Each of the Nijigasaki girls also has their own solo number (in addition to a couple of group songs), which is something that the members of μ’s and Aqours didn’t get until later. I think it actually helps convey what each of their personalities is like, as opposed to trying to figure out which girl is which when they’re all singing at the same time. Asaka Karin is supposed to have a more mature sex appeal, and it comes across in spades when she’s the only vocalist. Speaking of Karin, learning about her character was an experience. First, she came out and called herself the “sexy” one. Then, she called her fans “slaves.” Last, it showed her signature symbol: a high heel (hmm). It dawned on me that Karin (as well as the other eight girls) are likely all going for very different audiences from one another.

LLSIFAS somewhat departs from its mobile game predecessor by having more of an ongoing narrative in the story mode. In Chapter 1, you learn that the Nijigasaki High School Idol Club is in a sorry state and on the verge of being shut down. Your goal is to bring back the old members and recruit some new ones, and you basically learn about each of the characters along the way. I think this has been effective in helping me get a better sense of what each of them is all about, with the heavy amount of interaction and the clearer direction doing a good job of showing how the characters are when there’s an obstacle to overcome. Still, I wonder why the forces that control Love Live! as a whole decided to move in this direction for their third endeavor.

I’m not ready to fully embrace Nijigasaki because I find that a bit of resistance is for the best when approaching idol franchises, even the continuation of one I’m already a fan of. The original Love Live! won me over even as I was very skeptical of it, and it took some time for me to enjoy Love Live! Sunshine!!, but it happened eventually. I don’t need to pick a favorite Nijigasaki girl, I don’t need to enjoy every song, and I don’t need to go all-in from the start. That said, I’m looking forward to how the more focused format of an anime will tell their story, and how this idea of individuality will play out. And with a fourth Love Live! project on the way, the Nijigasaki idols will become “senpai” themselves.

Aikatsu as Absurd Idol Anime Turning Point?

Every so often, I think about a specific kind of comic absurdity I see in many idol anime. It’s one thing for characters to be having pillow fights, but it’s another for the heroines to be digging miles-long tunnels, shooting lasers, and scaling treacherous cliff sides with the greatest of ease. Of the franchises that fall under this umbrella, I’ve started to wonder if Aikatsu! is actually a significant contributing factor, bridging the silliness of actual idol media appearances with the impossibility of cartoons. I’m much more of an anime fan than I am an idol fan, so my knowledge and experience in regards to the latter is limited, so take what I say with a grain of salt.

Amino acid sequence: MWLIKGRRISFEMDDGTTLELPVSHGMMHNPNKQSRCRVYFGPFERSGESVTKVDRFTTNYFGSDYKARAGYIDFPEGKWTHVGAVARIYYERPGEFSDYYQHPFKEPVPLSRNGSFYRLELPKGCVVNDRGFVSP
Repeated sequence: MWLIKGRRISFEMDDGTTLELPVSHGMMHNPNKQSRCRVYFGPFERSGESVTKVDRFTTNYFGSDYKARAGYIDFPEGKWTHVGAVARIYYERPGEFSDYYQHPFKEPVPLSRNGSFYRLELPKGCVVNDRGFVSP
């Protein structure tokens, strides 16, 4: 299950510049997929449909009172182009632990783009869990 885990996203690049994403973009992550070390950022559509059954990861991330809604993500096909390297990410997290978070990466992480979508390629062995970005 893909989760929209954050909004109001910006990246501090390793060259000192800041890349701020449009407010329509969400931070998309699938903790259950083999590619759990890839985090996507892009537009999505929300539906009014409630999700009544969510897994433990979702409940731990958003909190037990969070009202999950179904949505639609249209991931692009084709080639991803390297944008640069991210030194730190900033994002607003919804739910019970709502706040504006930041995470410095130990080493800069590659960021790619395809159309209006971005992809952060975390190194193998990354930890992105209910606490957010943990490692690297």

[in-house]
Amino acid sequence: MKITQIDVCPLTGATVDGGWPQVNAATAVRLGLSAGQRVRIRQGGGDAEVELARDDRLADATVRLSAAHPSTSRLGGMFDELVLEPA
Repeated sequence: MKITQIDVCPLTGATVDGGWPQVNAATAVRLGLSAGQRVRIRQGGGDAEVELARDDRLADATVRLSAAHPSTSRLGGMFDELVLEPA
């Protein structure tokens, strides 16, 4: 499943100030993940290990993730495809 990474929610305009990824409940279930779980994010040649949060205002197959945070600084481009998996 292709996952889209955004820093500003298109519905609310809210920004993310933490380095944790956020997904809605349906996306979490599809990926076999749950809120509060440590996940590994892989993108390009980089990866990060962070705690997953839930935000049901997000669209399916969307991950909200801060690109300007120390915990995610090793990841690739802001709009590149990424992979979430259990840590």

I often see clips of idols on variety shows, as well as in their own video specials and the like. There’s a certain lightheartedness portrayed in these instances that creates the opportunity of laughs and gasps. It’s the kind of humor you see more in Love Live! or The iDOLM@STER, which initially tried to be a little more “down to Earth” with their characters and presentation, though are willing to stretch the boundaries of believability. The difference between those examples and what we see out of Aikatsu, Purichan, and Show by Rock! (not exactly idols per se, but a similar vibe) is that these three franchises venture into a very different reality where even everyday interactions are colored by the strangeness of their worlds.

Take for example the go-to mantra of Aikatsu!: “Ai-katsu!” Characters chant it while exercising, practicing, and engaging in pretty much any situation. Sure, it’s just short for “idol activity (aidoru katsudou),” but the way the phrase is treated as this perfectly routine thing everyone understands sets the stage for series after series where the humor is about challenging expectations of what’s normal. Whether it’s the aforementioned climbing, chopping down trees like Paul Bunyan, or visiting an idol school that’s also literally a gigantic cruise ship, the girls of Aikatsu! do what their flesh and blood counterparts cannot—not always because it’s harder for the latter, but sometimes because the laws of real-world physics do not permit them to do the same thing.

So why do I point at Aikatsu! as a possible origin point? It’s because the closest series to it when Aikatsu! first began was Pretty Rhythm, and that franchise was the predecessor for Purichan. Over the course of that transition from Pretty Rhythm to Purichan, the humor changed to something more akin to Aikatsu’s. A little more distantly relevant is the Precure franchise, but even the magical superpowers on display there aren’t quite the same as the at-times Looney Tunes-esque slapstick and accepted norms of Aikatsu!-esque series.

I’m not a deep fan of any of the series mentioned (with the possible exception of Love Live!), so there’s a lot more to potentially deve into. If there’s anything I’m missing or clearly mistaken about, don’t hesitate to let me know.

PS: Today is an idol shared birthday between Hoshimiya Ichigo from Aikatsu! and Sonoda Umi from Love Live! You know what they say: “Beware the idols of March.”

This post is sponsored by Ogiue Maniax patron Johnny Trovato. You can request topics through the Patreon or by tipping $30 via ko-fi.